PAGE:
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  1. Opinion

Column: It's time to stop funneling Florida youth into the adult criminal justice system

Published Feb. 1, 2018

Florida prosecutes more children in the adult criminal justice system than any other state. And historically, the 13th Judicial Circuit — which covers all of Hillsborough County and many of the constituents I represent — has been one of the worst.

For too long, our youth have been disenfranchised. They've been sent to adult court and adult prisons. They've been branded for life as convicted felons — limiting their opportunities for education, housing and employment.

By doing so, we've not only put their lives, but our own safety at risk.

Children in the adult system are more likely to commit crimes again and less likely to get back on track than children in the juvenile justice system. Prosecuting children as adults creates more crime, not less.

Fortunately, leaders in Hillsborough County are recognizing that prosecuting children as adults is bad for the kids, a threat to public safety and a waste of taxpayer money. In fact, our new state attorney, Andrew Warren, campaigned on the promise that he would enact juvenile justice reforms and try to reduce the number of children tried as adults.

He's done just that. Preliminary numbers show significantly fewer kids in Hillsborough County are being transferred to adult court, from more than 200 kids in 2011-12 to fewer than 100 kids in 2016-17. Warren understands that there are practices proven to reduce crime and recidivism while steering youth away from the criminal justice system.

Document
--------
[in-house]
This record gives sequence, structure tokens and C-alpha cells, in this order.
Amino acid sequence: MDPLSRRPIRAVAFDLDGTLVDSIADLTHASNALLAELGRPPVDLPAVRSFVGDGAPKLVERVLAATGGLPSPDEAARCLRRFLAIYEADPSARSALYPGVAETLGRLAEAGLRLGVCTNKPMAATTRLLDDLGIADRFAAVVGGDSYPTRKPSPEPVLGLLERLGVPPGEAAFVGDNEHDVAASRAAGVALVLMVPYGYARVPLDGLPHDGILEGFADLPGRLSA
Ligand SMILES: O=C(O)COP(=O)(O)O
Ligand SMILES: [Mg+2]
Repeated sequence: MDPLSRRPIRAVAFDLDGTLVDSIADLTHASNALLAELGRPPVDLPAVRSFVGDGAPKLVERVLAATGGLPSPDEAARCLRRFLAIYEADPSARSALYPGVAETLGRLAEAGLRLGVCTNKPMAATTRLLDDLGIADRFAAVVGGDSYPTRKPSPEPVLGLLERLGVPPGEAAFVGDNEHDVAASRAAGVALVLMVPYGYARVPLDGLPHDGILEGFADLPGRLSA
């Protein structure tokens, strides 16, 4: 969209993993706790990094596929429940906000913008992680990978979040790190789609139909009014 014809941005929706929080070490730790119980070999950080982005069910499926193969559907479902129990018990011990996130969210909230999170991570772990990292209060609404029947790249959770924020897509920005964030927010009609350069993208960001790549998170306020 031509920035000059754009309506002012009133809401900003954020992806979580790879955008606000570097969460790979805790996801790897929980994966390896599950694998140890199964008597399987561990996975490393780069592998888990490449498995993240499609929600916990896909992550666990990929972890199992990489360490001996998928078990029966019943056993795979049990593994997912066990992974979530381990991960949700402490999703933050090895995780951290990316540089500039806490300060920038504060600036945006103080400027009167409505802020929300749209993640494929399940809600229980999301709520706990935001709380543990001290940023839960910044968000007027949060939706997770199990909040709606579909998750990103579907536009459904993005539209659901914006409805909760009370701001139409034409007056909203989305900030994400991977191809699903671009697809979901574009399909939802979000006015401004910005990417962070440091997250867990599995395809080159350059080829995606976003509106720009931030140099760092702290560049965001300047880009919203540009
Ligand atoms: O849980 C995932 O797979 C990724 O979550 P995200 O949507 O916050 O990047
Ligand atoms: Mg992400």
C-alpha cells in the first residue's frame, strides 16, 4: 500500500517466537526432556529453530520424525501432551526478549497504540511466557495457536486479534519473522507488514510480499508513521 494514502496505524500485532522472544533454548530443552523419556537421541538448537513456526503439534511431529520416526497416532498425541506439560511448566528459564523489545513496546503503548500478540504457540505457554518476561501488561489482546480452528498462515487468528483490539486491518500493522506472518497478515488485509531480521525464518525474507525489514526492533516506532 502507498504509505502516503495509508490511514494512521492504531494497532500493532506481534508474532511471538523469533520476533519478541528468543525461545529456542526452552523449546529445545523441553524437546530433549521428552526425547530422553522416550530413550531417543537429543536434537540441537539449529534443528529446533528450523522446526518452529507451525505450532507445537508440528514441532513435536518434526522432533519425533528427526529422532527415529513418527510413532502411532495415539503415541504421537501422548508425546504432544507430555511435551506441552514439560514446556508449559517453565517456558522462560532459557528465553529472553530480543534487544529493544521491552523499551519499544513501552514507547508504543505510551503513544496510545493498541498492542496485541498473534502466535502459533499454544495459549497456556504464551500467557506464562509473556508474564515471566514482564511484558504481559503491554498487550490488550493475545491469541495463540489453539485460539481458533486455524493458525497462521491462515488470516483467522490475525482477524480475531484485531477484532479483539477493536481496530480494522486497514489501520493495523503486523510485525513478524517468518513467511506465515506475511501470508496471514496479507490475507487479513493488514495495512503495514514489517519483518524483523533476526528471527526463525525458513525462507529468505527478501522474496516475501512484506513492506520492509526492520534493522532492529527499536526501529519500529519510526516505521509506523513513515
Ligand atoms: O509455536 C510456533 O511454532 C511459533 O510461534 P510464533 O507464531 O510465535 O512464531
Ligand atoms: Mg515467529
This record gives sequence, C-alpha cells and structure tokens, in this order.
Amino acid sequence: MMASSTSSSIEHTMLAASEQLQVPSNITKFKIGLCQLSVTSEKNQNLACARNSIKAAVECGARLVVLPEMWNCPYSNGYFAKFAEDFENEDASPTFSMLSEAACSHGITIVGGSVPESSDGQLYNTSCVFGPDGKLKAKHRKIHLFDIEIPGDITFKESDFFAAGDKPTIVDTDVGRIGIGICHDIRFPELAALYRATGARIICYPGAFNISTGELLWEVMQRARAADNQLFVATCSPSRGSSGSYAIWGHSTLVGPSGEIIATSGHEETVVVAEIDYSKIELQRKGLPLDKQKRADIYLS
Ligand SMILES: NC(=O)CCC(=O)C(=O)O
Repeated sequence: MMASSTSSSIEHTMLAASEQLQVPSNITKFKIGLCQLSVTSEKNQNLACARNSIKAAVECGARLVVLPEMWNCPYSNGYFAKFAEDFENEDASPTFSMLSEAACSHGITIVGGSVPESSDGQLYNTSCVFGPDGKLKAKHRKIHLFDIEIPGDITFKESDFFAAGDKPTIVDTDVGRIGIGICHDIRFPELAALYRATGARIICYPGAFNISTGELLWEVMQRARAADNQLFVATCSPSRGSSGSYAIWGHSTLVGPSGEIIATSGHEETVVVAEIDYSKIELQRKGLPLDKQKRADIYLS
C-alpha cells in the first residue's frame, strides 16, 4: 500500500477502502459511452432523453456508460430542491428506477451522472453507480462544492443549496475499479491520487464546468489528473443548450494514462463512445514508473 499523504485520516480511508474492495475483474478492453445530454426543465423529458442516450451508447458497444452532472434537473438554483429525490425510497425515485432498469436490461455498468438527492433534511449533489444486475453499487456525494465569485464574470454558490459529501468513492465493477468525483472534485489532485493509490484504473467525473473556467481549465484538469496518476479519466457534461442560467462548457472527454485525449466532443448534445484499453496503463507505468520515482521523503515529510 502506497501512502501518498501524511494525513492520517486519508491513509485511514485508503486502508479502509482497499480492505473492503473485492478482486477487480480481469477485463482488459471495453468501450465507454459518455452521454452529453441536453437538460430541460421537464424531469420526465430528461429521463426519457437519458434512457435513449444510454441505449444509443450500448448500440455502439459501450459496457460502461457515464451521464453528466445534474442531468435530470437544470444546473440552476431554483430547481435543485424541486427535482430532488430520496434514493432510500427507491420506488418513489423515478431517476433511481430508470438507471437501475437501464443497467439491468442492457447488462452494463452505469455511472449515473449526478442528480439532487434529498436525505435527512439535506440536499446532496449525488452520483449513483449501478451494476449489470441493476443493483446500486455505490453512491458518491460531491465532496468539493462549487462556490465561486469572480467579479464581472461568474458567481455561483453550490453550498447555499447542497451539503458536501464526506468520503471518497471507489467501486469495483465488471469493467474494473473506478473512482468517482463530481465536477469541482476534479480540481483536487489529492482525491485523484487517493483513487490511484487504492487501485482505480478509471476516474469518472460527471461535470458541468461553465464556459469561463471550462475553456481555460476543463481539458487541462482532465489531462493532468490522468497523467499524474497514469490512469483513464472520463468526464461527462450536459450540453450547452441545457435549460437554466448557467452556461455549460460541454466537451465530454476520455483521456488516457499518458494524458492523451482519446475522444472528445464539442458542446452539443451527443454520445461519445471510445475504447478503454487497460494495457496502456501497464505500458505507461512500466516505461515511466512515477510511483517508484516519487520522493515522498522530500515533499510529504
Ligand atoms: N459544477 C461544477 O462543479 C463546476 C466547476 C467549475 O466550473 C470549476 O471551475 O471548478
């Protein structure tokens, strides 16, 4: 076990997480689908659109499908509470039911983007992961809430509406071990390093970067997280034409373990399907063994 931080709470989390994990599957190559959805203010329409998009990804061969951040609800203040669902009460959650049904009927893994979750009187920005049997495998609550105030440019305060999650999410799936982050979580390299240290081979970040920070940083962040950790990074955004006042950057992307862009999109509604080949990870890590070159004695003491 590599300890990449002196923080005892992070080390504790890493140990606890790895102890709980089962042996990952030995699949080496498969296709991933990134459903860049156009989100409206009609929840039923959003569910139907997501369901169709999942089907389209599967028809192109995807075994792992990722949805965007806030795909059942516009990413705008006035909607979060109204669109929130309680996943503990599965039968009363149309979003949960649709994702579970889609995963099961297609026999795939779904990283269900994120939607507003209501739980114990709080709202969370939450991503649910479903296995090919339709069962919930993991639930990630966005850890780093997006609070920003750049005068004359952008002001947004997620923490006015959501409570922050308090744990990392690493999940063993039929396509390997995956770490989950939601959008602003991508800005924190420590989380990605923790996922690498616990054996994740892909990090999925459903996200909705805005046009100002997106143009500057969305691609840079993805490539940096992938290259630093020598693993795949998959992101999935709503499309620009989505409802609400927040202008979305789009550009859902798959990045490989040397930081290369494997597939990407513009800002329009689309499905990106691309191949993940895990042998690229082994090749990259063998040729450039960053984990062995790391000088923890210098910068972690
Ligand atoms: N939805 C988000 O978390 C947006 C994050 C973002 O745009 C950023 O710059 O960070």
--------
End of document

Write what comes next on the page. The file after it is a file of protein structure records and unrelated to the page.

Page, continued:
Hillsborough County is lucky to have what people are calling a new kind of reform-minded prosecutor. But not all judicial districts in Florida are as fortunate.

While having smart-on-crime prosecutors can lead to regional reforms, legislative action is the only way to guarantee long-term, systemic, statewide change.

That's why I'm sponsoring HB 509. This proposed legislation — along with SB 936 — would limit adult prosecution of children across Florida.

There is no minimum age for transfer to adult court in Florida, where children as young as 10 have been prosecuted as adults. HB 509 would eliminate adult prosecution as an option for children younger than 14. As the law currently stands, 16- and 17-year-olds can be charged as an adult for any crime. This bill would reserve adult prosecution of those teenagers for only the most serious offenses. If a child is sentenced to adult sanctions, this law would require judges to justify that punishment.

Many people I speak with don't realize that in Florida, prosecutors have the power to send a child to the adult system without any judicial oversight through a practice commonly referred to as "direct file," and that their decision can't be reversed.

This legislation would prohibit direct file of 14- and 15-year-olds. It would also create a fitness hearing, allowing a child who has been transferred to adult court to request that the judge return them to juvenile court. Seventy percent of Florida voters surveyed in a recent poll by Right on Crime said that judges — not prosecutors — should decide whether a child is tried as an adult.

Children are different from adults, and we should treat them as such. It is time that my colleagues at the Capitol recognize that our constituents support meaningful juvenile justice reform and act. According to the Right on Crime poll, 74 percent of voters surveyed in Florida believe youth charged with crimes should stay in the juvenile justice system. So why are we funneling hundreds of our children into the adult system each and every year?

Our state can do better — for our youth and for all who call this beautiful state home — starting with the passage of HB 509 and SB 936 in the 2018 legislative session.

Sean Shaw, a Democrat, represents Tampa in the Florida House.

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